When Barack Obama selected Hillary Clinton -- with her limited experience in foreign affairs, far more limited than her knowledge of the sad affairs of her marital (martial?) heart -- a thought immediately came to my overly cynical mind, formed by the over twenty years that I had the privilege, at taxpayers' expense, to serve in the U.S. Foreign Service.
"It's Barack's way of getting her out of town," I immediately told myself.
It turns out that Hillary, who many (including, doubtless, herself) expected to be president in 2001, has more than fulfilled the president's wish to keep her far away as possible from the White House by her endless travels, "nearly a million miles ... and 112 countries visited." Think about it, if you were Barack or his closest advisers: No pushy Hillary at WH/National Security Council meetings.
But Hillary's peregrinations, while delighting (relieving is perhaps a better word) the president, were not really breaking a precedent.
In her many hours jetting around, at enormous expense to a debt-ridden country, in her souped-up Boeing, Hillary was (unknowingly?) following the example of her predecessor who, so far as I know, was the first SecState to publicize on the State Department website how many miles she had to go before she slept (well, ok, she did sleep on her plane).
I am referring to the good "Dr." Condoleezza Rice, an intellectual fraud if there ever was one, for whom distance covered (as if diplomacy were a football game) was a sign of "diplomatic" success or, as she pretentiously coined it, "transformational diplomacy." She, of course, was considered as an NFL commissioner, which doubtless would have been the culmination of her PR career.
But to get slightly more serious:
Motion rather than solution: Is that the 21st century agenda for our American Secretaries of State?
Think about it. One false way to convince "people" the world over (including in our very own USA) that you're "doing something" when you actually have nothing to do/decide upon, is to be "on the move," with the complacent media, eager for any story, "reporting" on your "new initiative." Make sure to have "town hall meetings" with respectful, carefully chosen natives in other lands -- "public diplomacy" at its most superficial -- without dealing in depth with substantive issues, a sine qua non, I would argue, of effective diplomatic negotiations -- a painstaking process few in the USA homeland (or, for that matter, among representatives of foreign "public opinion") want to be bothered with.
So just smile for the camera and look "sincere." It works PR wonders! (Whatever these wonders may be, except to those producing them.)A rarity among pundits who understand our end-of-serious-diplomacy era is the wise "Old World" New York Times columnist Roger Cohen, who confesses that "Much as I love America, my love does not extend to its football":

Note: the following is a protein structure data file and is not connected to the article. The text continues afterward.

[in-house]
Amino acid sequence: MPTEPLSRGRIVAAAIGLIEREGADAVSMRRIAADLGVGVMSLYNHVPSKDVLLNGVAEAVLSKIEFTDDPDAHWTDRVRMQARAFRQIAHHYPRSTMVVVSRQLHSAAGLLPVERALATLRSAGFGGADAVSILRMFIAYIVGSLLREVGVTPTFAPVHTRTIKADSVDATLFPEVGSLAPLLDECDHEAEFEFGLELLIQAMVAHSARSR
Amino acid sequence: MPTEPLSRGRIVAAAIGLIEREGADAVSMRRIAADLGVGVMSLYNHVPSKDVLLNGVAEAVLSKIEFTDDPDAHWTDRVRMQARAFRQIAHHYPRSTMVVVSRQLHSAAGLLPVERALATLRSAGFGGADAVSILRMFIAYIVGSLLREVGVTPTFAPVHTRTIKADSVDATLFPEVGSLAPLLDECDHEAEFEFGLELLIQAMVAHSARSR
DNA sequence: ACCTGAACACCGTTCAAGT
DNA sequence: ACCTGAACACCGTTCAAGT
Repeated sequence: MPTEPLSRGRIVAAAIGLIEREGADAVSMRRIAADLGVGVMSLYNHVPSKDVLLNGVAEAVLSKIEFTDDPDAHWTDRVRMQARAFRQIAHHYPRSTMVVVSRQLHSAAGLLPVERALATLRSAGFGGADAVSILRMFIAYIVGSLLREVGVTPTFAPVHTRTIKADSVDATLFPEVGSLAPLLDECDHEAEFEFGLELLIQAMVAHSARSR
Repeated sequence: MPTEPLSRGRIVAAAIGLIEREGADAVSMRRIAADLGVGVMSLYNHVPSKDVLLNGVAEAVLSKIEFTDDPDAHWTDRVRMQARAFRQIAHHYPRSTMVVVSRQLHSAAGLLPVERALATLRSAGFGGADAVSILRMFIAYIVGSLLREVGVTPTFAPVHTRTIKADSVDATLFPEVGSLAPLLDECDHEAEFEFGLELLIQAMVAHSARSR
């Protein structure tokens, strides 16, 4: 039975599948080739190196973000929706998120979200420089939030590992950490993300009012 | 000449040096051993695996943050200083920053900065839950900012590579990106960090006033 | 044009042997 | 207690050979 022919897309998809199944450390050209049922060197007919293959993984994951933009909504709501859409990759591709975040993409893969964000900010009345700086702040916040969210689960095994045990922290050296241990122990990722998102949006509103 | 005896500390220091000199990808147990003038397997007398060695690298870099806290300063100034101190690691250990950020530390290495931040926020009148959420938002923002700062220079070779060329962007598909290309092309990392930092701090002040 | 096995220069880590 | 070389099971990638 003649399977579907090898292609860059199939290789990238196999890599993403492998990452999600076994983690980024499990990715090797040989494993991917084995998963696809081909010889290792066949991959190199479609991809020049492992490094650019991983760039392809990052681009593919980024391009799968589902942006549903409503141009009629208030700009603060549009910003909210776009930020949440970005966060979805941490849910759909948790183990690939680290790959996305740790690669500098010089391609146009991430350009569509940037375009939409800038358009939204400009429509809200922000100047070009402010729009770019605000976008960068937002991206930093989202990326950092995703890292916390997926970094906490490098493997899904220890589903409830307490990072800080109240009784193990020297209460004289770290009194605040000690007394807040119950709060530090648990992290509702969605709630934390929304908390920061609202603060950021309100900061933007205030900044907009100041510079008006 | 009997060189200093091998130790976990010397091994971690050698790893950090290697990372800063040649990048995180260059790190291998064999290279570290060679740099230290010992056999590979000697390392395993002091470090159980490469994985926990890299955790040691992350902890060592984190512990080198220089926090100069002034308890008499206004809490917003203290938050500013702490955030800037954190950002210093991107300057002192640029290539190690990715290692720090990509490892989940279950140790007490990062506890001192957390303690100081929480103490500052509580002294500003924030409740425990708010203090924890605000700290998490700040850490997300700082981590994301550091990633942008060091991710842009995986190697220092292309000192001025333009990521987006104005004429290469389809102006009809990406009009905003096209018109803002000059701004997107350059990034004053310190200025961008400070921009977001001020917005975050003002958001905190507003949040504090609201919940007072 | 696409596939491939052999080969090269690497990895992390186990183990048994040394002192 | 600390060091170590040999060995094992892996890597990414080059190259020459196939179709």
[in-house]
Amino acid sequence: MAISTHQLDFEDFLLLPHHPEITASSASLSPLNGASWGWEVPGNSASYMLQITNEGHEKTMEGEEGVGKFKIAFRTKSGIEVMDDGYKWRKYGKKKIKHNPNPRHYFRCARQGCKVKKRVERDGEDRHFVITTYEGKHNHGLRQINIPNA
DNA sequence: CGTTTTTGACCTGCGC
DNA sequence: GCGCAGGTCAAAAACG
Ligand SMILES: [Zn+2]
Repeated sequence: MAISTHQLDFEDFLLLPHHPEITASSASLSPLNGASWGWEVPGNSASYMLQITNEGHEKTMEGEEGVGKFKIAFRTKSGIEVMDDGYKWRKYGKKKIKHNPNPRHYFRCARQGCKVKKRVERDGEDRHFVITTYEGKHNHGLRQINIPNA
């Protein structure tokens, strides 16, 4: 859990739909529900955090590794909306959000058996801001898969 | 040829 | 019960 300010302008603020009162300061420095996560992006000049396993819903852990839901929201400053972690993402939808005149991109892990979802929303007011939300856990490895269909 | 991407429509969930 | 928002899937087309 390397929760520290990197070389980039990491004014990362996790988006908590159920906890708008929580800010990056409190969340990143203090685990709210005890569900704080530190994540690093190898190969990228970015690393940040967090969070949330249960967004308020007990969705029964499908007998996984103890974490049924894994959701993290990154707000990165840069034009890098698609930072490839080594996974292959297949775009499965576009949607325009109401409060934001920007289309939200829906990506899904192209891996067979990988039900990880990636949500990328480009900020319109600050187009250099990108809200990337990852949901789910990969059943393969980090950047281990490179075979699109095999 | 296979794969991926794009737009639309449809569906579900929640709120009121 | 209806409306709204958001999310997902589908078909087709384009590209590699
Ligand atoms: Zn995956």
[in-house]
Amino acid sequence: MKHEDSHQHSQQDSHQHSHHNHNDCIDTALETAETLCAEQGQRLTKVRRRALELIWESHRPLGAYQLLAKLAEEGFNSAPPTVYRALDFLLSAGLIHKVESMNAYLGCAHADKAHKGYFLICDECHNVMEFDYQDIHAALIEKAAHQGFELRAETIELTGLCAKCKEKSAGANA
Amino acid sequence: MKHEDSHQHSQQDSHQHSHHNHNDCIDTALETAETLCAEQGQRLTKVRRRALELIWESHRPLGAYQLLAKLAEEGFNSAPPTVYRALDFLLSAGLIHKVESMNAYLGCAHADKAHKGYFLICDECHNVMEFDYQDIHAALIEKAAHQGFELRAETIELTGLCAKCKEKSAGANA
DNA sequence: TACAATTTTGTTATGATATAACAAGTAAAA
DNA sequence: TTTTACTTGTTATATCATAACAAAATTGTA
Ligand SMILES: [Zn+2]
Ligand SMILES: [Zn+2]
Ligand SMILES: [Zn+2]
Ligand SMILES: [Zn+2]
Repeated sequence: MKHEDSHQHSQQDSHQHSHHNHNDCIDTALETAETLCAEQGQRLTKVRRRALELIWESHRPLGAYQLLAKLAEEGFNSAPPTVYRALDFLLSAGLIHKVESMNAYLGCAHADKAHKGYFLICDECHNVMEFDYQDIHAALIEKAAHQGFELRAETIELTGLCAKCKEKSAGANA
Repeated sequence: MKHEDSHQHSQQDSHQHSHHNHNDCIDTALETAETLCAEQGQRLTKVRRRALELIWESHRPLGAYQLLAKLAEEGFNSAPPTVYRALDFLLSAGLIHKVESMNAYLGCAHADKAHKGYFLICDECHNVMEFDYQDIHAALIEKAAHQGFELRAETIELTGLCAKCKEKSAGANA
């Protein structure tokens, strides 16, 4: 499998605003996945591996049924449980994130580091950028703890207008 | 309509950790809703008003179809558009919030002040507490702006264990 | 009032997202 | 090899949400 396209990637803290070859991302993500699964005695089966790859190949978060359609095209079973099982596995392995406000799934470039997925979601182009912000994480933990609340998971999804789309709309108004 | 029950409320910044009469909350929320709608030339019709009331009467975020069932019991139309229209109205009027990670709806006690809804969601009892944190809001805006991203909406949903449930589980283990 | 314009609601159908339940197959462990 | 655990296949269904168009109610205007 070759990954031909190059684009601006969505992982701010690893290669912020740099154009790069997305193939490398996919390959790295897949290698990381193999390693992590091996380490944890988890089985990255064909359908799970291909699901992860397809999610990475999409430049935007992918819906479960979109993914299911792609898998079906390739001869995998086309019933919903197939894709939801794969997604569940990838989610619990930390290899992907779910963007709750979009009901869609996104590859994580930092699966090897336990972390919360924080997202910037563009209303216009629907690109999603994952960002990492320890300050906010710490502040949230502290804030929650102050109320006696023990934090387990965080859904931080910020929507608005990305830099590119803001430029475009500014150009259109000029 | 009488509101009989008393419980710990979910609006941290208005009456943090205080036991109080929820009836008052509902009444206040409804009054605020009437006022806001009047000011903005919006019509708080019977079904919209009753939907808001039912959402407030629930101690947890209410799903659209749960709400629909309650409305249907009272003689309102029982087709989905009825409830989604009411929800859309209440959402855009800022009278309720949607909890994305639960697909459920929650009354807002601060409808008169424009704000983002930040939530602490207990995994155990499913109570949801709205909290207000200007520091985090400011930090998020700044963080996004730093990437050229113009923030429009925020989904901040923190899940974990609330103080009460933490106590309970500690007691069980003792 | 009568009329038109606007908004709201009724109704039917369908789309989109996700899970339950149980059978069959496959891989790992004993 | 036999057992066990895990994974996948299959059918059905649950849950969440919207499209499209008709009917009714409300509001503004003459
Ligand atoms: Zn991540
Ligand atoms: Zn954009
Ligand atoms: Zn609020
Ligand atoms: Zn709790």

Of course, with all due respect to Mr. Cohen, the fact that "diplomacy is dead" arguably existed from the very beginning of "diplomacy," given its all too rare successes. So nothing in life, including being dead, is really new.I was the press guy at the U.S. Embassy in Belgrade when the Dayton Peace accord (cited above by Cohen) was signed. In his search for peace in a tormented part of the world, no person could create a made-for-journalists show to promote himself and his cause better than the architect of this imperfect accord, Richard Holbrooke. The joke then (mid-90s) was:
Diplomacy is dead.
Effective diplomacy -- the kind that produced Nixon's breakthrough with China, an end to the Cold War on American terms, or the Dayton peace accord in Bosnia -- requires patience, persistence, empathy, discretion, boldness and a willingness to talk to the enemy.
This is an age of impatience, changeableness, palaver, small-mindedness and an unwillingness to talk to bad guys.
But Holbrooke realized that, bottom line, diplomacy is about negotiations that bring results, not moving from place to place to keep the masses and reporters entertained. Indeed, when diplomacy becomes a superbowl-like media circus (1) it becomes yet another sad illustration of -- to cite the words of the Bard centuries ago -- an activity reduced to being "full of sound and fury, signifying nothing.'"
What's the most dangerous place in the Balkans? Between Dick Holbrooke and a TV camera.
(1) See the important book by Kenneth Osgood, which documents in detail that propaganda replaced diplomacy during the Eisenhower administration -- a period when the USIA (United States Information Agency) was established (1953) and the CIA was involved in clandestinely supporting "informational/cultural" activities abroad.
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